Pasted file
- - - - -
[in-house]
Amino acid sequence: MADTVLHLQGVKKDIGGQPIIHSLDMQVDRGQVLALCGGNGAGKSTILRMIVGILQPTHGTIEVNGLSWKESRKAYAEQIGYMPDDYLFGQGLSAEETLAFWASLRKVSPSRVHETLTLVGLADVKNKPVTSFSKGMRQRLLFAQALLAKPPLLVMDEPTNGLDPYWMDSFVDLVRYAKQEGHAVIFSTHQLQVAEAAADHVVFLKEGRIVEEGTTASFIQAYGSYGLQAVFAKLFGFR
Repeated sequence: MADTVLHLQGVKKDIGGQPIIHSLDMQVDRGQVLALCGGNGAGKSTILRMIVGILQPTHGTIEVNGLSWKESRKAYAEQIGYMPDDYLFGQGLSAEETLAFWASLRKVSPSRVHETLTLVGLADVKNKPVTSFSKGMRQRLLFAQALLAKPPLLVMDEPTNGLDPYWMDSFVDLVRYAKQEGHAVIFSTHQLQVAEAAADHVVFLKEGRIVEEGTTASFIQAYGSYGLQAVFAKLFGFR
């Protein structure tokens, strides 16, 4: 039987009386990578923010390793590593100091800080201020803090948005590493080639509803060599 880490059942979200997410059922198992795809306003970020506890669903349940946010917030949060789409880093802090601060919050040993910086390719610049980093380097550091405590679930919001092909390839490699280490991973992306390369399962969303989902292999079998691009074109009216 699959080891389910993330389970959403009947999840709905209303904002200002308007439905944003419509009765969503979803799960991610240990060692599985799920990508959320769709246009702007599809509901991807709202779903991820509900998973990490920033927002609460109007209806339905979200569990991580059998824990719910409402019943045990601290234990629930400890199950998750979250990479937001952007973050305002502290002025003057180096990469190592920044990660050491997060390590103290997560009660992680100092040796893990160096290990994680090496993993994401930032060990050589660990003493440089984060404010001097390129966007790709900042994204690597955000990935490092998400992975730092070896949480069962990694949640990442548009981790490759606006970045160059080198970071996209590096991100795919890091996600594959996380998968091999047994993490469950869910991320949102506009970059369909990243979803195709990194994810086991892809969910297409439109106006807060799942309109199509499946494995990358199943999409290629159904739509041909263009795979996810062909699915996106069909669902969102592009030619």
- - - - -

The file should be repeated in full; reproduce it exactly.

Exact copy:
[in-house]
Amino acid sequence: MADTVLHLQGVKKDIGGQPIIHSLDMQVDRGQVLALCGGNGAGKSTILRMIVGILQPTHGTIEVNGLSWKESRKAYAEQIGYMPDDYLFGQGLSAEETLAFWASLRKVSPSRVHETLTLVGLADVKNKPVTSFSKGMRQRLLFAQALLAKPPLLVMDEPTNGLDPYWMDSFVDLVRYAKQEGHAVIFSTHQLQVAEAAADHVVFLKEGRIVEEGTTASFIQAYGSYGLQAVFAKLFGFR
Repeated sequence: MADTVLHLQGVKKDIGGQPIIHSLDMQVDRGQVLALCGGNGAGKSTILRMIVGILQPTHGTIEVNGLSWKESRKAYAEQIGYMPDDYLFGQGLSAEETLAFWASLRKVSPSRVHETLTLVGLADVKNKPVTSFSKGMRQRLLFAQALLAKPPLLVMDEPTNGLDPYWMDSFVDLVRYAKQEGHAVIFSTHQLQVAEAAADHVVFLKEGRIVEEGTTASFIQAYGSYGLQAVFAKLFGFR
């Protein structure tokens, strides 16, 4: 039987009386990578923010390793590593100091800080201020803090948005590493080639509803060599 880490059942979200997410059922198992795809306003970020506890669903349940946010917030949060789409880093802090601060919050040993910086390719610049980093380097550091405590679930919001092909390839490699280490991973992306390369399962969303989902292999079998691009074109009216 699959080891389910993330389970959403009947999840709905209303904002200002308007439905944003419509009765969503979803799960991610240990060692599985799920990508959320769709246009702007599809509901991807709202779903991820509900998973990490920033927002609460109007209806339905979200569990991580059998824990719910409402019943045990601290234990629930400890199950998750979250990479937001952007973050305002502290002025003057180096990469190592920044990660050491997060390590103290997560009660992680100092040796893990160096290990994680090496993993994401930032060990050589660990003493440089984060404010001097390129966007790709900042994204690597955000990935490092998400992975730092070896949480069962990694949640990442548009981790490759606006970045160059080198970071996209590096991100795919890091996600594959996380998968091999047994993490469950869910991320949102506009970059369909990243979803195709990194994810086991892809969910297409439109106006807060799942309109199509499946494995990358199943999409290629159904739509041909263009795979996810062909699915996106069909669902969102592009030619």